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Let’s Get Serious: The Hasselblad X2D is Awesome, But Don’t Call it a GFX Killer – and Here is WHY!


Fujifilm GFX Shooters, Rejoice!

After a long wait, DJI (the owner of Hasselblad) launched the Hasselblad X2D.

Great specs, phase detection autofocus, IBIS and many more lovely features that make it a worthy and much needed competitor to the Fujifilm GFX system.

All Fujifilm GFX shooters (me included) should rejoice right now, because competition is a good thing and if the GFX system finally gets some serious pressure in the medium format realm, Fujifilm will be forced to step on the gas even more to keep dominating the market.

The Dubious Design Choice

But as much as I think the Hasselblad X2D is an awesome piece of gear, in its very same design philosophy lies a choice, that some might love, but many others might consider a dealbreaker and a flawed idea to start with: it has no mechanical shutter.

What this means is that you either rely on the electronic shutter (which is not the best choice on medium format cameras with slower sensor readout) or you use the native Hasselblad XCD lenses with build-in leaf shutter.

This choice Hasselblad made has two major downsides:

  • you can’t use older legacy glass on the Hasselblad X2D (except you use only electronic shutter, which is not recommended and rather limiting due to the slower readout of MF sensors)
  • you have to pay for the leaf shutter every single time with every lens purchase

And something I have noticed going through our Fujifilm GFX group, is that GFX owners LOVE to adapt vintage glass on their camera. It’s fun and it can give unique and very characteristic results.

Sadly, by not having a mechanical shutter, the Hasselblad X2D is simply the less ideal tool for this purpose than the Fujifilm GFX.

A GFX Killer? Let’s check it

Now the forums are quickly flooding with statements that the Hasselblad X2D is a GFX killer.


Well, let’s check one of the most important (if not THE most important) aspect: Price!

So let’s do just that, let’s buy the Hasselblad X2D as well as the Fujifilm GFX100S with 3 comparable GF and XCD lenses.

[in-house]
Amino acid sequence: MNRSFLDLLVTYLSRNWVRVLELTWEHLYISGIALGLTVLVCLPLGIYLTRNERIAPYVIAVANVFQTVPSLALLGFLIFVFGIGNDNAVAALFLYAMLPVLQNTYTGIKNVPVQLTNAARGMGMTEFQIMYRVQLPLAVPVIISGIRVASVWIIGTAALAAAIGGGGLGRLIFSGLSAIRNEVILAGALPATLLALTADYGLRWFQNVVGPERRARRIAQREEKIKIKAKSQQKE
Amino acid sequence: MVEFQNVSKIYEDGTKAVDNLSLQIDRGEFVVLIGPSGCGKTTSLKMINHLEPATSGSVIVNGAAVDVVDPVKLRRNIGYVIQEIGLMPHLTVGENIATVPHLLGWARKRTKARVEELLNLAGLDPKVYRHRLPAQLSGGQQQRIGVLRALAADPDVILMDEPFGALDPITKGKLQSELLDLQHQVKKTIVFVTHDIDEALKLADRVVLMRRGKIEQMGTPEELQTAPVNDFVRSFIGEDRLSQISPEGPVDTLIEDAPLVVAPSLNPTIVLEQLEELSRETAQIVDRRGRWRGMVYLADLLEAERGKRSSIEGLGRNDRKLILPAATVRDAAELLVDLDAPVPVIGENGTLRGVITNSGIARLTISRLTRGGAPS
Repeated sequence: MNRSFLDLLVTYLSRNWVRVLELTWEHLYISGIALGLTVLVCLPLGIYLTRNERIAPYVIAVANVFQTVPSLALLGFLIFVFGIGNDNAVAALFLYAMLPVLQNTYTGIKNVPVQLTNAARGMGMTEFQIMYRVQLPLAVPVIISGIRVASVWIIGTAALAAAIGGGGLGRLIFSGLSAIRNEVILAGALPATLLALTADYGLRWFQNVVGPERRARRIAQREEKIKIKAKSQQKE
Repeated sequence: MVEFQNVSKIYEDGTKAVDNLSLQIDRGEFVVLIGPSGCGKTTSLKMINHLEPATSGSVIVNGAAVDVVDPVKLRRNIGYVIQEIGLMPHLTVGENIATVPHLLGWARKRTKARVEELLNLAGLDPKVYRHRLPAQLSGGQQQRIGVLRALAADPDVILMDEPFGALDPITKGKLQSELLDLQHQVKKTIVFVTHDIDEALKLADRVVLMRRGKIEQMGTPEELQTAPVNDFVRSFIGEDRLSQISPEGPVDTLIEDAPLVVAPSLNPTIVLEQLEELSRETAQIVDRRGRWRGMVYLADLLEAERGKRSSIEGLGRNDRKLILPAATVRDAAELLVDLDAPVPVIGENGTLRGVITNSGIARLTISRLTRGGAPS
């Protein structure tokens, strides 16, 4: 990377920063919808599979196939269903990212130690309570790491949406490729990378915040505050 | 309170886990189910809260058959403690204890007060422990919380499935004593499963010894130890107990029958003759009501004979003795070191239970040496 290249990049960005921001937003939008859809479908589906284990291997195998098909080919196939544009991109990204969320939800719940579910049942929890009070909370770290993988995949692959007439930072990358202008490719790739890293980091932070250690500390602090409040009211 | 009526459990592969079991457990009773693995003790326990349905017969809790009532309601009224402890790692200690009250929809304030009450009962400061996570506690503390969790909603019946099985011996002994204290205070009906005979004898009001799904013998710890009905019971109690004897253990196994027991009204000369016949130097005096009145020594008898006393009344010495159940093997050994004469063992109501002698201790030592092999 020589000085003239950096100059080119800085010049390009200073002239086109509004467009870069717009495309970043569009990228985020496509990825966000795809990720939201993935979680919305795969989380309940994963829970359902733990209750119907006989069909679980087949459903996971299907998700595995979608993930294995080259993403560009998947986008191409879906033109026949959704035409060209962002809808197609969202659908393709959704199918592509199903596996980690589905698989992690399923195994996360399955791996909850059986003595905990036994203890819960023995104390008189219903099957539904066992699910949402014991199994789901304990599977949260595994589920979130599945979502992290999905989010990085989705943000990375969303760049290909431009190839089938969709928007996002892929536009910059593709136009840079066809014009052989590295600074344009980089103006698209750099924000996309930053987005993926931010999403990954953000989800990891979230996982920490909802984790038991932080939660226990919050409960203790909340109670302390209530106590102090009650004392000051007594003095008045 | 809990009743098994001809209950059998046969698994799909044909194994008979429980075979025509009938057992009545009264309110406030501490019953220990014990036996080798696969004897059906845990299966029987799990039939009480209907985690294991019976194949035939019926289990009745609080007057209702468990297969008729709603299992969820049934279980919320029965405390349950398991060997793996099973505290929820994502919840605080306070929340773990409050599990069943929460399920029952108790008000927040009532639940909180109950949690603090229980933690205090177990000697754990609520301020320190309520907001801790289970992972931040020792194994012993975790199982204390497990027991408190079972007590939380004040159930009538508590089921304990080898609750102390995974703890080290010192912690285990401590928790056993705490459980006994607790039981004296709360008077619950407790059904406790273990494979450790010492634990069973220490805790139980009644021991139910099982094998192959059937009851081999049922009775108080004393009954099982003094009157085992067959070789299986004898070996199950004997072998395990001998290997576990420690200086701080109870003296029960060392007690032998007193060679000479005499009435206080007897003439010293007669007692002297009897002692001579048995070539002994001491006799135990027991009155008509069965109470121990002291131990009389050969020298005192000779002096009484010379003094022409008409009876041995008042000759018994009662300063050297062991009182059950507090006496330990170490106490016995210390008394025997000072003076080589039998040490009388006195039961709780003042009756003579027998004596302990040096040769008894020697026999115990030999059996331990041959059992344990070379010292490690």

All in all, in order to build up a similar system (1 camera with 3 similar lenses) you’d spend:

This means you save $7,474 by buying the GFX system over the Hasselblad.

With the money saved you could add to your GFX system the Fujinon GF 80mm f/1.7, the Fujinon GF 23mm f/4 and something like the Fujinon GF 45-100mm f/4. And you’d still have some money left to buy a spare battery and SD-Cards.

So, with a budget of about $20,000 you can buy:

  • X2D with 3 lenses
  • GFX100S with 6 lenses
    + still a couple of hundreds of dollars left to invite your better half to a romantic weekend, take lovely images with your new gear and show her/him that only 100 megapixel can make justice to her/his beauty

One might argue that the Hasselblad X2D has 1TB internal storage. Not really an argument, as I guess we all have plenty of SD-cards at home, so by buying the GFX you don’t really need to add SD-Cards to it as we can just use the ones we already have.

But even if we were to buy the equivalent storage in terms of SD Cards, let’s say we’d add four SanDisk UHS-II SD cards, you still end up saving $6,200 over the Hasselblad X2D system, hence still plenty of money to invest in lenses.

There is still no comparison. The Fujifilm GFX100S is the objectively better choice in terms of features and price.

However, buying decisions are not only made rationally. There is also a very subjective aspect to it. So if you really love the design of the Hasselblad system, then you are obviously better off getting the X2D over the GFX100S.

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